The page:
- After tonsillectomy in children, perioperative opioid prescriptions show no link to number of return visits for complications, with the exception of increased returns for constipation.
Why this matters
- Guidelines call for nonopioids as first-line choice for these children.
- These authors say that their findings support the possibility that opioid prescriptions and their duration can be reduced in this population.
- 59.6% of the children had 1+ perioperative fills.
- Perioperative opioid medication refills were not associated (aORs; 95% CIs) with return visits for:
- 4.1% no refills vs 4.3% any;
- 1.13 (0.95-1.34); or
- Secondary hemorrhage:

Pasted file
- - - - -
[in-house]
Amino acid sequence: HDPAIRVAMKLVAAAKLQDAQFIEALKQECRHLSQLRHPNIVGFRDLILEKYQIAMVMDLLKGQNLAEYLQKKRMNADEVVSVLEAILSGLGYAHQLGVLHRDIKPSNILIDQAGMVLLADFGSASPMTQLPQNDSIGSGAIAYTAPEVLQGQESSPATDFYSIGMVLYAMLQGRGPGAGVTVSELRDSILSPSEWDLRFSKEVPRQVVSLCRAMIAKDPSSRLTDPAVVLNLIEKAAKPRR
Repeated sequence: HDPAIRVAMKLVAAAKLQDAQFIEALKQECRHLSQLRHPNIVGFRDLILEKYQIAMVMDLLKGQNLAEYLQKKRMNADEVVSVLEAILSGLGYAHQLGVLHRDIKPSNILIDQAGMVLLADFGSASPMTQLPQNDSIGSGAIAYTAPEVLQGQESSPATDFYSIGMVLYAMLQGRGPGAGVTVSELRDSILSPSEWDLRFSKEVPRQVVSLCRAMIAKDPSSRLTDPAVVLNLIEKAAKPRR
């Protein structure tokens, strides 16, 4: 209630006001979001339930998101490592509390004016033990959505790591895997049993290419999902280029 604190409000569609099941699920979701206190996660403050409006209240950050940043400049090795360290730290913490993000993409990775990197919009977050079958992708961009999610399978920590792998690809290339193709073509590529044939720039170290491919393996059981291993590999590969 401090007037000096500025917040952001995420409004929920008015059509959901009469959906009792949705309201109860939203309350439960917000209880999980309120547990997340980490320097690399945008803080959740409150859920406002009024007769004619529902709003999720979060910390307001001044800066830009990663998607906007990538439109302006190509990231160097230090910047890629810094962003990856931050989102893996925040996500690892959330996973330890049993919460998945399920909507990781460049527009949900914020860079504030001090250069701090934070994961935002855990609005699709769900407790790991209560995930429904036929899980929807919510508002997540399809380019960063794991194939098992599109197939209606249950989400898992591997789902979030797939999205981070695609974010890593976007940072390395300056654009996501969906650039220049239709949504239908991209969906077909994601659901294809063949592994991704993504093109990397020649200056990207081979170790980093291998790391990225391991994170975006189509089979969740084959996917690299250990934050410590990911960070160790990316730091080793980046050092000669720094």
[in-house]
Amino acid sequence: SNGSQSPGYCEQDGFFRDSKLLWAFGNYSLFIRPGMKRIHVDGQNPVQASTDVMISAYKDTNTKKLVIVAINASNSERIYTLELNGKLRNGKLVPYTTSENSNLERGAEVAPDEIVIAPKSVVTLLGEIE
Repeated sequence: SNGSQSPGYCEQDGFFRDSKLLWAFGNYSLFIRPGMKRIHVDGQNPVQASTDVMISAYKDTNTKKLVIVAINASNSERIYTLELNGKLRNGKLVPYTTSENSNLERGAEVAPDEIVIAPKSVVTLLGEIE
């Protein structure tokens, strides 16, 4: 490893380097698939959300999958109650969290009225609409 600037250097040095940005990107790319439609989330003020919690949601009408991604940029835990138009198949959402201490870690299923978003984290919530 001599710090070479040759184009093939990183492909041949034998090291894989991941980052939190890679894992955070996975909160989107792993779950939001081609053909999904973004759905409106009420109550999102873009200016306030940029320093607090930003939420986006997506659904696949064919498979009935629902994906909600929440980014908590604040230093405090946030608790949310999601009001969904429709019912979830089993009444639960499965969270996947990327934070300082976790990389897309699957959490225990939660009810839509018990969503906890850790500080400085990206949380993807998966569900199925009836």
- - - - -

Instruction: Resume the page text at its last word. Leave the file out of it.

- 2.9% no refills vs 3.2% any;
- 0.90 (0.73-1.10).
- 1+ refills was associated with returns for constipation:
- 0.4% with no refills vs 0.7% with any;
- aOR, 2.02 (95% CI, 1.24-3.28).
- Duration of prescription was not associated with any return visit categories evaluated.
- 1 child had a return visit for opioid overdose.
- Cohort study of insurance claims data for 22,567 children (mean age, 7.8 years) undergoing tonsillectomy, 2016-2017.
- Return window evaluated was 2-14 days post-op.
- Funding: National Institute on Drug Abuse, others.
- Unmeasured confounding possible.
- Usual limitations of database information, including tracking only refills filed for insurance.